Friday, May 4, 2012

Poetry Friday: girl (three) and the black horse


i want to hold the horse's string
cried the girl (three) stamping her foot
told by adults she was much too young
the black horse stood staring at the wall

it worries us you may get hurt
the adults whispered - meaning to offer
comfort to the little madam (not convinced)
the black horse stood staring at the wall

i'm stronger than any old black horse
the child shouted parading round the ring
thinking she was the star turn at the circus
the black horse stood staring at the wall

well i suppose.....take care ....ok
the adults muttered full of apprehension
the girl (three) poised - flexing her muscles
the black horse stood staring at the wall

now take the lead and grip it tight
they sighed fluttering hands like pigeons
she scoffed at the soft instructions
the black horse stood staring at the wall

it's easy-peasy lemon-cheesy
she triumphed (but doing as they asked)
the adults tried to swallow their fear
the black horse stood staring at the wall

so off to the man in the moon
the girl (three) laughed jerking the lead
swelling to the size of a goddess
the black horse reared like pegasus's colt

don't wait for me - i could be ages
the girl (three) sang to the shrinking adults
as the black horse leapt above the wall
the flowering cherries and the church spire

when i'm a grown-up - then i'll come
was the last the adults heard as the horse
and the girl (three) changed into pinpoints
and the world collapsed to its dull old self 
                             --Rg Gregory
Elaine is hosting Poetry Friday today over at Wild Rose Reader. Gallop on over . . . quick now, before the world collapses into its dull old self!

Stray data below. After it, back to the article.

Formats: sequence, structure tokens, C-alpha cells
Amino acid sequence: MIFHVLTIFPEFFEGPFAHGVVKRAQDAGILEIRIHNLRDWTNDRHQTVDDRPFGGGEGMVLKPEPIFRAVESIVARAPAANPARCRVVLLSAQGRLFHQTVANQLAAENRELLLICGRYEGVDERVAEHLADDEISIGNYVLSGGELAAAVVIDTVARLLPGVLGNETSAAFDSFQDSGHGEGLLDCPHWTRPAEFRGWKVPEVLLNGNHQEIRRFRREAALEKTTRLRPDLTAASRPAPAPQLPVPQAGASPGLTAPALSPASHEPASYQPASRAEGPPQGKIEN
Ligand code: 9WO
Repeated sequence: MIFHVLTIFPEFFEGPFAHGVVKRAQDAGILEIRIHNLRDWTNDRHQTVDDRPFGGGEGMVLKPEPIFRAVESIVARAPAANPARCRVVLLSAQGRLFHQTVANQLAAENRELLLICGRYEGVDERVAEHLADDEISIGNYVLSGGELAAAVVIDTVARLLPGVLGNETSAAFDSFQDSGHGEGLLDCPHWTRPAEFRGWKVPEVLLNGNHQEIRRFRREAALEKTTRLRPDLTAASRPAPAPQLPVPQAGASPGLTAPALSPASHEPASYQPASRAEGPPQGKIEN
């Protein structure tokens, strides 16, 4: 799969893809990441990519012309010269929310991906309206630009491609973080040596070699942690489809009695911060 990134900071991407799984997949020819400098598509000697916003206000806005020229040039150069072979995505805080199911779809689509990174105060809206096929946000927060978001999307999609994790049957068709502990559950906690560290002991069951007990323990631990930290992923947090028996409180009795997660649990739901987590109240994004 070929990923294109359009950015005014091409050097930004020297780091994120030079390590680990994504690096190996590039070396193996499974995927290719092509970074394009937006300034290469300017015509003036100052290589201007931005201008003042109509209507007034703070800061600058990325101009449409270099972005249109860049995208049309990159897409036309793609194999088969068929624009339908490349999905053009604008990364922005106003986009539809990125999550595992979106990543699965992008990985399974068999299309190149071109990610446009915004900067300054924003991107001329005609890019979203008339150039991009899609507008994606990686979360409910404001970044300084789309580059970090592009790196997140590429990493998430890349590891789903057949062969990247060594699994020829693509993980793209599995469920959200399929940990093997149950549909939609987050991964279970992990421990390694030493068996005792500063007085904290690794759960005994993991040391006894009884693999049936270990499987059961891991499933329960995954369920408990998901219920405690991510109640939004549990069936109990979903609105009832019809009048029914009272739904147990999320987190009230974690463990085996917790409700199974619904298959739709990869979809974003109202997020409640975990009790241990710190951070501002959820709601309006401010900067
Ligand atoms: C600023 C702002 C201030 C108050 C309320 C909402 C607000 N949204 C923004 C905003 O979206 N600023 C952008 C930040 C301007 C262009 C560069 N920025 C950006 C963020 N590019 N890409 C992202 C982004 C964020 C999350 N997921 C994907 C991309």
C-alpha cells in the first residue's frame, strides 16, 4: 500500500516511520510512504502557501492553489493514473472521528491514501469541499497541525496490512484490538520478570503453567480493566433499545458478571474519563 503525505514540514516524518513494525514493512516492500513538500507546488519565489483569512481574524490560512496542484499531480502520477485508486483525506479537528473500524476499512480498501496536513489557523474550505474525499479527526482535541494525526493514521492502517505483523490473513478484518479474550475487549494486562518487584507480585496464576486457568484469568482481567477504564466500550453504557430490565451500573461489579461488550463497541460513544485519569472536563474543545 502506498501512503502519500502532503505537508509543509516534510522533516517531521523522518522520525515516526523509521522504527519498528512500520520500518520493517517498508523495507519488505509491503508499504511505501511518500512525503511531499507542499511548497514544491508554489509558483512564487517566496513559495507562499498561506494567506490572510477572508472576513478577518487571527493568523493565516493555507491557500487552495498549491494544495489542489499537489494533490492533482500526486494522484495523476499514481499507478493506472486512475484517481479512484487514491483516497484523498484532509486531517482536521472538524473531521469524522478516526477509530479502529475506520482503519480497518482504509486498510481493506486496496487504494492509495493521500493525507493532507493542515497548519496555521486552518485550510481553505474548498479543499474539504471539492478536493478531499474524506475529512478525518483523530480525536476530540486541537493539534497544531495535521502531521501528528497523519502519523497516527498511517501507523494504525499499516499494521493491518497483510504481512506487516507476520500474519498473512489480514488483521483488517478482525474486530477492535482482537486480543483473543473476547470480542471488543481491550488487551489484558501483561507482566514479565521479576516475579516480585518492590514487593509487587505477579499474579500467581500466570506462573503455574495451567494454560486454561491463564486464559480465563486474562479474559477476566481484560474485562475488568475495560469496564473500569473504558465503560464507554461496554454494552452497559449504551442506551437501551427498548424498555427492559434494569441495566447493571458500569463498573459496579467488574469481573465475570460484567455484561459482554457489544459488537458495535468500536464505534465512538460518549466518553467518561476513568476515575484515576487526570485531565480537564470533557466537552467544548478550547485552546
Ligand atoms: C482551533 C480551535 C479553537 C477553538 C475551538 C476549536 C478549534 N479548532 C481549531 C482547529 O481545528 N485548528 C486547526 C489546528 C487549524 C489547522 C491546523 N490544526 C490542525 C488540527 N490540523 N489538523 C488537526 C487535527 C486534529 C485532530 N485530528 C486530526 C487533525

Still . . . I think you have time for one more horsey post, which you can find below. Read it, and then git!


4 comments:

Andy said...

I loved everything to do with horses as a kid. During my horsey phase I collected horse statues, read horse books, and had an actual horse named Moonshine. This poem makes me want to dig out and read "Spurs for Suzanna" one more time.

Mur said...

I fully expected to see a picture of a little girl on one of those bouncy horses at the end of the poem. I remember watching the sheer joy of a little face imagining herself jumping over a wall.

I'm Jet . . . said...

I wasn't all that happy with my original selection, because I also pictured this little girl the way you do.

Hope this is better.

This poem is so appealing to me, because when I was in elementary school -- at assemblies and other places -- I used to imagine a winged horse flying in the big windows and me hopping on to be spirited away.

J

Author Amok said...

Hi, Jet. Great post. Thank you for sharing this. The students I'm visiting were working on portrait poems -- responses to photos and magazine clippings -- this week. It's a lot for third graders to extend themselves and think "what might be happening here," but a great exercise in teaching compassion for others.